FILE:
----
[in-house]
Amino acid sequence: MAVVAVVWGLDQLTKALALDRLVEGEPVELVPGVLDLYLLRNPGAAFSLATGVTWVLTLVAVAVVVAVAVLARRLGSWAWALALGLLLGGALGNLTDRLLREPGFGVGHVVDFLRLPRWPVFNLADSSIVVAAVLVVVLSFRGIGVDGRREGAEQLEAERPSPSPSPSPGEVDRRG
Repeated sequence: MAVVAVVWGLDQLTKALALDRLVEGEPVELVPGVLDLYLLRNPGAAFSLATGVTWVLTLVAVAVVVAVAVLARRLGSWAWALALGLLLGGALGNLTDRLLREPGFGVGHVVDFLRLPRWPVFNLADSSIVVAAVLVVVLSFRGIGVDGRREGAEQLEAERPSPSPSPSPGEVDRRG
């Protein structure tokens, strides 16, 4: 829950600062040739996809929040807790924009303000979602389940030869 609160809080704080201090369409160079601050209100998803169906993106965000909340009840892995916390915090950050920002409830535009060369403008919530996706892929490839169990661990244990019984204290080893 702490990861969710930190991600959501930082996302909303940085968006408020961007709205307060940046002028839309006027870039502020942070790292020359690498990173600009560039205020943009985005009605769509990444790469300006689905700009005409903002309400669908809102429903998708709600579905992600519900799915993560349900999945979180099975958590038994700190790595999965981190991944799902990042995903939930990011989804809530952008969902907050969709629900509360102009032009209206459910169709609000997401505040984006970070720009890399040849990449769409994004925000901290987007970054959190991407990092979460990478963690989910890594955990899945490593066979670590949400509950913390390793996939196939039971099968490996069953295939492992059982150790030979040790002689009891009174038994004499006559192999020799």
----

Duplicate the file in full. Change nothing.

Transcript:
[in-house]
Amino acid sequence: MAVVAVVWGLDQLTKALALDRLVEGEPVELVPGVLDLYLLRNPGAAFSLATGVTWVLTLVAVAVVVAVAVLARRLGSWAWALALGLLLGGALGNLTDRLLREPGFGVGHVVDFLRLPRWPVFNLADSSIVVAAVLVVVLSFRGIGVDGRREGAEQLEAERPSPSPSPSPGEVDRRG
Repeated sequence: MAVVAVVWGLDQLTKALALDRLVEGEPVELVPGVLDLYLLRNPGAAFSLATGVTWVLTLVAVAVVVAVAVLARRLGSWAWALALGLLLGGALGNLTDRLLREPGFGVGHVVDFLRLPRWPVFNLADSSIVVAAVLVVVLSFRGIGVDGRREGAEQLEAERPSPSPSPSPGEVDRRG
């Protein structure tokens, strides 16, 4: 829950600062040739996809929040807790924009303000979602389940030869 609160809080704080201090369409160079601050209100998803169906993106965000909340009840892995916390915090950050920002409830535009060369403008919530996706892929490839169990661990244990019984204290080893 702490990861969710930190991600959501930082996302909303940085968006408020961007709205307060940046002028839309006027870039502020942070790292020359690498990173600009560039205020943009985005009605769509990444790469300006689905700009005409903002309400669908809102429903998708709600579905992600519900799915993560349900999945979180099975958590038994700190790595999965981190991944799902990042995903939930990011989804809530952008969902907050969709629900509360102009032009209206459910169709609000997401505040984006970070720009890399040849990449769409994004925000901290987007970054959190991407990092979460990478963690989910890594955990899945490593066979670590949400509950913390390793996939196939039971099968490996069953295939492992059982150790030979040790002689009891009174038994004499006559192999020799």